Monday, February 7, 2011

Video Games... may give you cancer

Okay, maybe video games won't give you cancer like a cigarette will, but a new bill attempting to pass through congress could slap "surgeon general" like warning labels on all video games rated "T" and up.

Yes, some people can quote studies that attribute increased violence from kids to violent video games, while others can point to studies that show no correlation between the two, but thats beyond the point. What is it the makes it seem that violence in games is more influential than violence in other forms of media?

Is it the inherent interactivity that video games offer over all other forms of media? One could easily argue this. It is not just a fictional actor carrying out theses acts, it's you, the controller. You run over the hooker to pick up the money you just gave to her. You chainsaw the alien in half. You rip the Minotaur's jaw off. Children then pick up real-life violent traits due do their relative familiarity to violence in the fake-world. What was once just easy as pushing a button becomes as easy as swinging a fist. At least that is how the logical argument goes, but that's not really how children learn.

Children are inherently impressionable, they learn about life by observing others around them, most notably their mother and father. It's no wonder their first words are "momma" or "poppa". If their parental figures are not around as frequently as needed, they can learn from others, such as a nanny or even a fictional character. Is it not true that children are more impressioned by others than themselves? Then shouldn't violence portrayed by others in film or music have a greater impact then silly violence one commands with action figures or in a video game?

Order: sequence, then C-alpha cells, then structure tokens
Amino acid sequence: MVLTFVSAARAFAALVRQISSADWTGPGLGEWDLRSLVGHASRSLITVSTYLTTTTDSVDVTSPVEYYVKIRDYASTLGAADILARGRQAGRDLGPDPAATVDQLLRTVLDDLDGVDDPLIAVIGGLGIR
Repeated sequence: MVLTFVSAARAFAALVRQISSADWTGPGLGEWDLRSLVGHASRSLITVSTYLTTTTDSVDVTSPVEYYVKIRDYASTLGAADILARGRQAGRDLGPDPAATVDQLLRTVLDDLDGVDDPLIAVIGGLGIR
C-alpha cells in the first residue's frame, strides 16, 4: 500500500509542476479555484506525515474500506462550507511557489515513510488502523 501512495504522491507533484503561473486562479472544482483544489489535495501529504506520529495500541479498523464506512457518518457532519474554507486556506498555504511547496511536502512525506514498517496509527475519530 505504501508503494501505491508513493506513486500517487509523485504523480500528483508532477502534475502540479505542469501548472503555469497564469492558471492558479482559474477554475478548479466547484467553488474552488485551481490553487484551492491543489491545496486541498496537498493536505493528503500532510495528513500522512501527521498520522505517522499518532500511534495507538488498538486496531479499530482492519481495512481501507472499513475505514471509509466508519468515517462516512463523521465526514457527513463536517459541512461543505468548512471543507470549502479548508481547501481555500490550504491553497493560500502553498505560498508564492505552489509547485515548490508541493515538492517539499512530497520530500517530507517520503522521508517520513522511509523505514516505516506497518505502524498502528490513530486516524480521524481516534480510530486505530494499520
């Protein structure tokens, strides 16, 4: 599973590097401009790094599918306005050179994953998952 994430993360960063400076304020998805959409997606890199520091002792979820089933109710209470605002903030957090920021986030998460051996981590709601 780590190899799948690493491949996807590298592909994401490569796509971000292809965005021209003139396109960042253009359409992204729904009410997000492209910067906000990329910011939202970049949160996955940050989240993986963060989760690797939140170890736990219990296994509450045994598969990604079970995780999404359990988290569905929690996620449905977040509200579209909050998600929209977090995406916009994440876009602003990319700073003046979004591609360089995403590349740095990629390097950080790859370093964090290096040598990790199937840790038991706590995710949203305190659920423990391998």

Of course, none of this supported by any real scientific tests or facts, but since the studies can't agree, we'll have to figure it out in congress.

1 comment:

  1. Video games certainly influence children, regardless of how violent they are. When I was in middle school playing Madden I wanted to be Brett Favre, and when I was playing Grand Theft Auto, I wanted to be the dude inflicting havoc on San Andreas. We are influenced by everything we see on TV or play on a video-game console, we simply cannot help it. Even though I thought it would be awesome to roam the streets of San Andreas and go nuts, I never would actually pick up a gun and kill hookers and cops and innocent bystanders. I think most Americans who play these video games have common sense, and a "Surgeon's General" type warning is totally unnecessary on video-games. When you're under 13 and attempting to buy a game rated T or above anyway your parent has to consent.


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